America and the world are in a bad place, with no easy way out.
Although the worst of the coronavirus is behind us, the unprecedented economic after-effects of the pandemic continue to afflict every aspect of our lives.
The Great Resignation has disrupted supply chains for goods of all kinds and made air travel, which formerly used to be a pleasure, a fraught experience, with thousands of flights cancelled every week because of a shortage of pilots and crew.
All of us are griping about the high cost of energy, but with oil refining capacity at an all-time low relative to demand, it is all but certain that gasoline prices will remain at record levels for the foreseeable future.
Electric cars are still a long way off from becoming practical for most Americans for a host of reasons.
The war in Ukraine, the largest in the world since WWII, is exacerbating shortages of commodities of all kinds, especially food.
Avian flu, the worst on record, continues to devastate both domesticated and wild bird populations.
Our health care system, which proved so inadequate during the pandemic, is completely incapable of handling the coming influx of aging Baby Boomers — just visit any ER, anywhere and everywhere.
Our public educational system not only has fallen far behind because of the pandemic, but the looming teacher shortage means that catching up will be all but impossible.
Drug overdose deaths are at their highest rate ever, with no solution in sight.
Mass shootings are a routine occurrence with [p;iticians too-cowed by the gun lobby to take even the simplest, most common-sense action.
Climate change continues unchecked and unabated. Life on the planet as we know it never will be the same.
And last but not least, it is apparent that a large percentage of Americans are committed to overthrowing our democracy. What happened on 1/6 is just a prelude to what is to come in the 2022 and 2024 elections.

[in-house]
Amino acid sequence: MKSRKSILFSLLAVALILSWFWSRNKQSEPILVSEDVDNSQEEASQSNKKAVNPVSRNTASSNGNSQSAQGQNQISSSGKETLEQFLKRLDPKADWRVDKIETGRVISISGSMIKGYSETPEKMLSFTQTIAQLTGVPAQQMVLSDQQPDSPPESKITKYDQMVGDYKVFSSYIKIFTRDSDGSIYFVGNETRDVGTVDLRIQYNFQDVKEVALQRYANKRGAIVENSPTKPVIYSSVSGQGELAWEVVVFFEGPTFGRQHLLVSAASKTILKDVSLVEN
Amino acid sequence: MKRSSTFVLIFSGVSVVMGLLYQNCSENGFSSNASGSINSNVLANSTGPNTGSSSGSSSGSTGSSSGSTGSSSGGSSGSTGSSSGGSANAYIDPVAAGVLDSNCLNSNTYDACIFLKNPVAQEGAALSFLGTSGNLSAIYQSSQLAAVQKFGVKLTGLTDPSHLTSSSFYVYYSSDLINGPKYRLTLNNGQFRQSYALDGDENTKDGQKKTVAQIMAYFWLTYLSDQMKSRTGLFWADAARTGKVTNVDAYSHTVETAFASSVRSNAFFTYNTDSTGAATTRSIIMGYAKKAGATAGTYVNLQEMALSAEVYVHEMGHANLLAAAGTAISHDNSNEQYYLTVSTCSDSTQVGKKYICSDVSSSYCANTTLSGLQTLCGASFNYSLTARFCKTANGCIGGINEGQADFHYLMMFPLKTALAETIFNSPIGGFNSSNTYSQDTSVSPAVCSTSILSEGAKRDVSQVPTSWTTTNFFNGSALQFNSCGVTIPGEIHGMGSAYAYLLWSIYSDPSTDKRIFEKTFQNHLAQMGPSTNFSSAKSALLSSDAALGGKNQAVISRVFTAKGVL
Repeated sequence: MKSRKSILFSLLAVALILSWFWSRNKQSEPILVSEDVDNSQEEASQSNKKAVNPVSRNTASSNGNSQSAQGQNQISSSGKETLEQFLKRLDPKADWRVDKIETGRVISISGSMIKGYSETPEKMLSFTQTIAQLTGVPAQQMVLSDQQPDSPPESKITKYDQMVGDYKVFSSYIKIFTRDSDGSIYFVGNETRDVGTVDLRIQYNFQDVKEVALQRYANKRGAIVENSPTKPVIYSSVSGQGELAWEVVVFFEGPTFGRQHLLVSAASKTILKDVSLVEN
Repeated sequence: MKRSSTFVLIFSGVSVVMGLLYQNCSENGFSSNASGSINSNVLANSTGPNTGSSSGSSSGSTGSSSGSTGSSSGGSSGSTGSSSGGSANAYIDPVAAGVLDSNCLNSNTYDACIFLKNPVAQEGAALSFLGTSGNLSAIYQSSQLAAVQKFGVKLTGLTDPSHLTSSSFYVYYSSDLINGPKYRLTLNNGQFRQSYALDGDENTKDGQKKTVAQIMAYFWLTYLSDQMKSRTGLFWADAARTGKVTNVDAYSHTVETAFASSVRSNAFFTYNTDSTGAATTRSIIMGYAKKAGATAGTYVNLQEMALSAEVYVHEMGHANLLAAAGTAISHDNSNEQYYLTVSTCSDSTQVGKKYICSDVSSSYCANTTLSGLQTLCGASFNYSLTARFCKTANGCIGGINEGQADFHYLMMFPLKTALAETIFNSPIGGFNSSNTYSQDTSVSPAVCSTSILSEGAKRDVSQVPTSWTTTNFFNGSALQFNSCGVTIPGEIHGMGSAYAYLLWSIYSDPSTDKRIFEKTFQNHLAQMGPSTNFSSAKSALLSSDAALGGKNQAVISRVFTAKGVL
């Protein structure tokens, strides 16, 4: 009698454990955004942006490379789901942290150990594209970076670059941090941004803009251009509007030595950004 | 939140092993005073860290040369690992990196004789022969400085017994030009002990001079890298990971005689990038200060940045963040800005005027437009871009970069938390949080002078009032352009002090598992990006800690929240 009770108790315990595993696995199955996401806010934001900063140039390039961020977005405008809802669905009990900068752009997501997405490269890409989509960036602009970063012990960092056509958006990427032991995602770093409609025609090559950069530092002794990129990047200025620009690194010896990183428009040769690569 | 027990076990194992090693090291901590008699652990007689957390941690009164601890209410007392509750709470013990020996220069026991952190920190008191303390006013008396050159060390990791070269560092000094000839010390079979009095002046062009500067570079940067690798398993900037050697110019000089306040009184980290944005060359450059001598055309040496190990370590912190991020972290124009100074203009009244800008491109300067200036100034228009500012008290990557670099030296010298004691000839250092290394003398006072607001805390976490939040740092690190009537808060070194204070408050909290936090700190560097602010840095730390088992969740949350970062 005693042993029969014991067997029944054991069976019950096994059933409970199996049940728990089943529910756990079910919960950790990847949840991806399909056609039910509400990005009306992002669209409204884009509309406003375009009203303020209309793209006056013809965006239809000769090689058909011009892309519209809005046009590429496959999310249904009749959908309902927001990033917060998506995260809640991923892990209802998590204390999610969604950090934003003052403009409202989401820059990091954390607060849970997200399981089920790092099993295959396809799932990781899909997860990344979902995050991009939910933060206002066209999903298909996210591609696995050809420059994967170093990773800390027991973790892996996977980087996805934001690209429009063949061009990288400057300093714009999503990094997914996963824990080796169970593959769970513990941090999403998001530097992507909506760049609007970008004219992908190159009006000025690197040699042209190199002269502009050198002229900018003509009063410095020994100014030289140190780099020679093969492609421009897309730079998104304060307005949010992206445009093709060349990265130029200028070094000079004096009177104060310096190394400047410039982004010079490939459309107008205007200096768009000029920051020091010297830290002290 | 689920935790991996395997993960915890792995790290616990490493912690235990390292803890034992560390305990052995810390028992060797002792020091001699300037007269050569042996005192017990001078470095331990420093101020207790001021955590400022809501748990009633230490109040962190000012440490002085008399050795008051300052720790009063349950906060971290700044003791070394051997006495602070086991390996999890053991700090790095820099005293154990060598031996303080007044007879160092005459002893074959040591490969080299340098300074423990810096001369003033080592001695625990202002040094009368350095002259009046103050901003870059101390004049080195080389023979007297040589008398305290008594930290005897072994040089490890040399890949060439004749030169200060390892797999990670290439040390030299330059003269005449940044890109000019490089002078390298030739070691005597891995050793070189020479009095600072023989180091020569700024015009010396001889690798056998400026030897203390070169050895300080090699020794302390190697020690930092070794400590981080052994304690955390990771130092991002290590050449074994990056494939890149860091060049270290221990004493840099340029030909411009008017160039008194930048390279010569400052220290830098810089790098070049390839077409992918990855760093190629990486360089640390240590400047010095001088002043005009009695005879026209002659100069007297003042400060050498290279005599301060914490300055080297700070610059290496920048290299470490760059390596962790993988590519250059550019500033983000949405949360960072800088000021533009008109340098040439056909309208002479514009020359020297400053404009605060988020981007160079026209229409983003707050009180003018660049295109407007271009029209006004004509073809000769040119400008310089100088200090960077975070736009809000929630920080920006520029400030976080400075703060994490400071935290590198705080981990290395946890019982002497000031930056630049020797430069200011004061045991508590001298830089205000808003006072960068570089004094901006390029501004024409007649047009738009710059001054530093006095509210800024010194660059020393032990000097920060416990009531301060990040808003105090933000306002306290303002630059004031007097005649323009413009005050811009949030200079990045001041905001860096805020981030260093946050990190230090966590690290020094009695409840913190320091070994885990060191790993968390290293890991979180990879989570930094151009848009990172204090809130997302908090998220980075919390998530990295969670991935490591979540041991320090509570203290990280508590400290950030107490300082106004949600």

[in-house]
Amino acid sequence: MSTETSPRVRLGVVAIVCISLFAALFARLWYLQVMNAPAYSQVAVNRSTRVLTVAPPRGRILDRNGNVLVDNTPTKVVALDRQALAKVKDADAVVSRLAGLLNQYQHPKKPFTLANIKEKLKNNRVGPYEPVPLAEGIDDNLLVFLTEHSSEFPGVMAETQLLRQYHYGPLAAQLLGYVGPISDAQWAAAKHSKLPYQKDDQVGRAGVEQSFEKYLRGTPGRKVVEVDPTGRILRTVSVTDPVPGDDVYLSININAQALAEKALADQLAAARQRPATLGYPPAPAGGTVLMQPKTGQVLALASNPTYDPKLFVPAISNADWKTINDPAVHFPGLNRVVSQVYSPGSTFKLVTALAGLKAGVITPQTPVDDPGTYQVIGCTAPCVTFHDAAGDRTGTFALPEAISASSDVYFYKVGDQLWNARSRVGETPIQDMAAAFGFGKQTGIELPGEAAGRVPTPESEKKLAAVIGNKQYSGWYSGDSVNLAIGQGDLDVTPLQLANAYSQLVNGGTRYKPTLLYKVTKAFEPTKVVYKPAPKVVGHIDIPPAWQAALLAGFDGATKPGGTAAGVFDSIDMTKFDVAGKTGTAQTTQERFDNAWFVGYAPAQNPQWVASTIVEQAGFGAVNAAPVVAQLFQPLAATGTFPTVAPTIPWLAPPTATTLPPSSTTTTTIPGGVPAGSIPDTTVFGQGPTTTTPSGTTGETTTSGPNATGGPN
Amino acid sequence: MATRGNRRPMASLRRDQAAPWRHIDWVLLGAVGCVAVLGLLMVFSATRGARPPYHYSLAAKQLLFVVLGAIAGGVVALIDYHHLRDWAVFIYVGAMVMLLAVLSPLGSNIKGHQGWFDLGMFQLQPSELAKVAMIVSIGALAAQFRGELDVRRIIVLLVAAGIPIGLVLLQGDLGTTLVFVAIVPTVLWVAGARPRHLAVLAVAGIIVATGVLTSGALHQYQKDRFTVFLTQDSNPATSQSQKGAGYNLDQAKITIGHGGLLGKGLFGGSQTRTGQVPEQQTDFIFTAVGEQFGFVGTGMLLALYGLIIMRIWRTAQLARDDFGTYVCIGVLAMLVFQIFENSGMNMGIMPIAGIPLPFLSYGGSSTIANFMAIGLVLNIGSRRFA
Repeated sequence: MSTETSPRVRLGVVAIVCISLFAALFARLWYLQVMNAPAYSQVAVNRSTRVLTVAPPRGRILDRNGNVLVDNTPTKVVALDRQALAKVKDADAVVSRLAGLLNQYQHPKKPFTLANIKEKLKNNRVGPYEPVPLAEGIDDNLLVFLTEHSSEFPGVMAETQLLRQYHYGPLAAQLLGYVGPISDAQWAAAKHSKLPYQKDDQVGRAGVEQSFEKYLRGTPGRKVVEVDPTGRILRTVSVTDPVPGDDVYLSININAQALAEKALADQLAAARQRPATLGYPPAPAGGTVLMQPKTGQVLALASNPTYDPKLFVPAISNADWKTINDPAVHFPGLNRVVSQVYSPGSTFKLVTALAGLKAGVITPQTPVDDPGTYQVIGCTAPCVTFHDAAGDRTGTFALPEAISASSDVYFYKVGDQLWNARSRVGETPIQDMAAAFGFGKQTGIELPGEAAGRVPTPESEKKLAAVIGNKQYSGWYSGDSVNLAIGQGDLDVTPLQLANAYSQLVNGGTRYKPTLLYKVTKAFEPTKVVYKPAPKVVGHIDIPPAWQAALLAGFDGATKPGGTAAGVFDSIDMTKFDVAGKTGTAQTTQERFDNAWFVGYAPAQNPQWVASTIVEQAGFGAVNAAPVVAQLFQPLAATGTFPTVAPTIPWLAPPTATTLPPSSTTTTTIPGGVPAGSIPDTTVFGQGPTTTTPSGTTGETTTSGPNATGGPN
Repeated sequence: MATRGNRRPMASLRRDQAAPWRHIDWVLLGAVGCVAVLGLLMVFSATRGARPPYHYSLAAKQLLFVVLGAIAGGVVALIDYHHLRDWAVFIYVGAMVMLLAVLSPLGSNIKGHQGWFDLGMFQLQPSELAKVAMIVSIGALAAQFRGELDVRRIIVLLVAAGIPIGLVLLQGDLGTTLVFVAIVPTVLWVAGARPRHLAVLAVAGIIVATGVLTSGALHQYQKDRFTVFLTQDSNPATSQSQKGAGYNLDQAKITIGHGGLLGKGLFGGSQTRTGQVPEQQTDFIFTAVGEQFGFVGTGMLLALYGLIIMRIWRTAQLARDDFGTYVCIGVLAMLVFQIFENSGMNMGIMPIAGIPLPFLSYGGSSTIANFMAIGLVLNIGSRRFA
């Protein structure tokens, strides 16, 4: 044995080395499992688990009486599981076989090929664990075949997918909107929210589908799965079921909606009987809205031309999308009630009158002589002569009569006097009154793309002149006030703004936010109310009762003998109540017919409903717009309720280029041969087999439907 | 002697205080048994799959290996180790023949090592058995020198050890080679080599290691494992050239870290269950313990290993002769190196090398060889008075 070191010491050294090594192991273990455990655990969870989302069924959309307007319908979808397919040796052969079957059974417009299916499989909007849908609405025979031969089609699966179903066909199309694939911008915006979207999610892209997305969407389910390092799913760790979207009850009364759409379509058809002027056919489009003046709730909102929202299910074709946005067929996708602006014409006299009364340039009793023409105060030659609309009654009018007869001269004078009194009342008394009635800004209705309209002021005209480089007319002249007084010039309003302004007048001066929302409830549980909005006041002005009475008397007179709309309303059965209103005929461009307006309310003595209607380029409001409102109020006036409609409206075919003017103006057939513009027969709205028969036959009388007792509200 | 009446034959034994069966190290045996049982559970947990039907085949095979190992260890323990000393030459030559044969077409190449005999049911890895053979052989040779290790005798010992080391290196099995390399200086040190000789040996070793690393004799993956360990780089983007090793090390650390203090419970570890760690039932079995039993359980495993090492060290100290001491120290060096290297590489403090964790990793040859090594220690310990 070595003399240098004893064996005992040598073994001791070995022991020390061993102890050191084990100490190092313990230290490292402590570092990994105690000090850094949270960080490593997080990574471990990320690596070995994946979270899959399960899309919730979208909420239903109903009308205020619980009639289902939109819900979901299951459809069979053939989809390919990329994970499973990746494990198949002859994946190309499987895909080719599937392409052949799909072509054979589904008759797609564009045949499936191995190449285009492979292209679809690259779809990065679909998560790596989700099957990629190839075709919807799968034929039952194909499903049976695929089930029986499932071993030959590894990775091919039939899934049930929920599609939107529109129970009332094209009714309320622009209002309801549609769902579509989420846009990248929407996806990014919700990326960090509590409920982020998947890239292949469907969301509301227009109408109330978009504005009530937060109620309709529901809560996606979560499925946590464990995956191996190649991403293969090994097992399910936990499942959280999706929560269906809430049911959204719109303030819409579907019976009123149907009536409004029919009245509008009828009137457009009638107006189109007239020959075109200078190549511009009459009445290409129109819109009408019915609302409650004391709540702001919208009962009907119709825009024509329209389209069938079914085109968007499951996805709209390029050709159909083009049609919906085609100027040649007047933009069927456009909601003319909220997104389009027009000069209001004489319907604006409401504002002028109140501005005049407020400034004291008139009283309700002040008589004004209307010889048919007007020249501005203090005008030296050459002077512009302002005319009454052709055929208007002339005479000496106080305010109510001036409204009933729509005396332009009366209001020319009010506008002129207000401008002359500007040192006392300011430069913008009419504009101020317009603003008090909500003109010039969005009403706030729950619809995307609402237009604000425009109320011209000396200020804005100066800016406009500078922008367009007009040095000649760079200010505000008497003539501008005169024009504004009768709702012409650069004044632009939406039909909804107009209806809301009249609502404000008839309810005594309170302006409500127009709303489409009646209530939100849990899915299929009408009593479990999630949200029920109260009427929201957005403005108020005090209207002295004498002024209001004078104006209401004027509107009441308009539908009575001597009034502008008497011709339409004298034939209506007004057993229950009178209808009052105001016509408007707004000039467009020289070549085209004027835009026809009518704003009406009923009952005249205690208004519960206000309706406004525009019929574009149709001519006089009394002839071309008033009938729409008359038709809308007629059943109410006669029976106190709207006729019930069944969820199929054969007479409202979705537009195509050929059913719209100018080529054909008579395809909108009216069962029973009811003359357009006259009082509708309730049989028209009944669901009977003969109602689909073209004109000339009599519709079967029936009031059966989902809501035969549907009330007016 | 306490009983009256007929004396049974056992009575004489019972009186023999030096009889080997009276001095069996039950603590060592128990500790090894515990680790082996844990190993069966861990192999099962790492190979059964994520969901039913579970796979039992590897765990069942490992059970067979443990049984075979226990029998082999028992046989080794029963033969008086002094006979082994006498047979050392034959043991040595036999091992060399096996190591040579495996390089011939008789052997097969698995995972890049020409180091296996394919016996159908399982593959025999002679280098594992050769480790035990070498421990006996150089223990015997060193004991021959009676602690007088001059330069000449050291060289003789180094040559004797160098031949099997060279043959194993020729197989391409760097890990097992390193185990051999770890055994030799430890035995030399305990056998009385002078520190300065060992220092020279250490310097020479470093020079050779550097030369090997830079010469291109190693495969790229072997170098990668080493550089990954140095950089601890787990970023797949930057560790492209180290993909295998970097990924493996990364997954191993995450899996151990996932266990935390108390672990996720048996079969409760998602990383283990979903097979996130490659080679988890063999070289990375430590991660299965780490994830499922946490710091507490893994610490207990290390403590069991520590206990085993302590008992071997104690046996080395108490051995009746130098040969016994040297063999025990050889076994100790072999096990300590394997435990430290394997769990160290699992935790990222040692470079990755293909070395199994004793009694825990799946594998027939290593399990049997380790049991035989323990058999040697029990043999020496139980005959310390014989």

Yes, the present is tough going — but the future is even bleaker.
Boating and drinking
A national news headline caught our attention recently:
“Five people, including four from the same family, died in a boating collision on Saturday along a river popular with boaters outside Savannah, Ga., the authorities said. Four other people were injured, including one who was charged with operating a boat while under the influence.”
This story, coming at the start of the summer season, should serve as a sober reminder (pun intended) that alcohol consumption on a boat is never a good idea.
For far too many boaters and their guests, heavy drinking and boating go hand-in-hand. Unfortunately however, the proverbial “booze cruise” all too often ends up with tragic consequences.
Boating under the influence — BUI — is every bit as dangerous as DUI (driving under the influence) and also is a criminal offense.
We urge all of our readers who are either boat owners or their guests to ensure that someone on board will be a designated “sober sailor” in order to avoid becoming another sad, grim statistic.